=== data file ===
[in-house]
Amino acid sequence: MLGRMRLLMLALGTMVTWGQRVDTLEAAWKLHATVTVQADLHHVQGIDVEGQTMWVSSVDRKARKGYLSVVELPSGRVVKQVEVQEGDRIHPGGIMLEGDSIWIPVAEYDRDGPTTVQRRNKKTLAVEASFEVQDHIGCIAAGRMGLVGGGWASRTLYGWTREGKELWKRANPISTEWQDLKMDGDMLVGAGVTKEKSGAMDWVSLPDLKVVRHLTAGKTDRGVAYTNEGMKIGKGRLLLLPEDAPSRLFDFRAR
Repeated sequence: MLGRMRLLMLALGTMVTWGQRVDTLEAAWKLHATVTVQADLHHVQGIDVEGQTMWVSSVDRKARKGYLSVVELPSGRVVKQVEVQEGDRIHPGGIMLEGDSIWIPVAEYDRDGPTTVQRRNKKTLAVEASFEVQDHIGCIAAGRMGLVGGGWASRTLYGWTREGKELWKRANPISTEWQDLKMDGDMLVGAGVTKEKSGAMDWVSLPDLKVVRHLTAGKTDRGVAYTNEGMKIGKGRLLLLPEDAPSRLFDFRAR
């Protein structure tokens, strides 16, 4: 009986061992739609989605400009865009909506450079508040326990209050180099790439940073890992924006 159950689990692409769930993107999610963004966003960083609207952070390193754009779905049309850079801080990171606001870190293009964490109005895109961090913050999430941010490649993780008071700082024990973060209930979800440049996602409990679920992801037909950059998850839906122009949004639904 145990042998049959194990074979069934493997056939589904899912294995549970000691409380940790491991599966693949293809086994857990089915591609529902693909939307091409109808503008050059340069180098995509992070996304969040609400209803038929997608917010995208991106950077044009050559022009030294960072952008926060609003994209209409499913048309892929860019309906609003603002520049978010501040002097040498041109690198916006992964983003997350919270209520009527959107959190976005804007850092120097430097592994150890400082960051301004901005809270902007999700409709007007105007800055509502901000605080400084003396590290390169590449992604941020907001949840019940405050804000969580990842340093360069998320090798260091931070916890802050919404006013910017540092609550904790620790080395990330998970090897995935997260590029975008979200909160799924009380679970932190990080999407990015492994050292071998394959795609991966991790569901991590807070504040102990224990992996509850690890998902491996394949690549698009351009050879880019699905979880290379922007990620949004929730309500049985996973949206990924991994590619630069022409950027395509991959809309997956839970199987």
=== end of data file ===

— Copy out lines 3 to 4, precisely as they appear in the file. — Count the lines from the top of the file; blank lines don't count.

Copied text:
Repeated sequence: MLGRMRLLMLALGTMVTWGQRVDTLEAAWKLHATVTVQADLHHVQGIDVEGQTMWVSSVDRKARKGYLSVVELPSGRVVKQVEVQEGDRIHPGGIMLEGDSIWIPVAEYDRDGPTTVQRRNKKTLAVEASFEVQDHIGCIAAGRMGLVGGGWASRTLYGWTREGKELWKRANPISTEWQDLKMDGDMLVGAGVTKEKSGAMDWVSLPDLKVVRHLTAGKTDRGVAYTNEGMKIGKGRLLLLPEDAPSRLFDFRAR
């Protein structure tokens, strides 16, 4: 009986061992739609989605400009865009909506450079508040326990209050180099790439940073890992924006 159950689990692409769930993107999610963004966003960083609207952070390193754009779905049309850079801080990171606001870190293009964490109005895109961090913050999430941010490649993780008071700082024990973060209930979800440049996602409990679920992801037909950059998850839906122009949004639904 145990042998049959194990074979069934493997056939589904899912294995549970000691409380940790491991599966693949293809086994857990089915591609529902693909939307091409109808503008050059340069180098995509992070996304969040609400209803038929997608917010995208991106950077044009050559022009030294960072952008926060609003994209209409499913048309892929860019309906609003603002520049978010501040002097040498041109690198916006992964983003997350919270209520009527959107959190976005804007850092120097430097592994150890400082960051301004901005809270902007999700409709007007105007800055509502901000605080400084003396590290390169590449992604941020907001949840019940405050804000969580990842340093360069998320090798260091931070916890802050919404006013910017540092609550904790620790080395990330998970090897995935997260590029975008979200909160799924009380679970932190990080999407990015492994050292071998394959795609991966991790569901991590807070504040102990224990992996509850690890998902491996394949690549698009351009050879880019699905979880290379922007990620949004929730309500049985996973949206990924991994590619630069022409950027395509991959809309997956839970199987």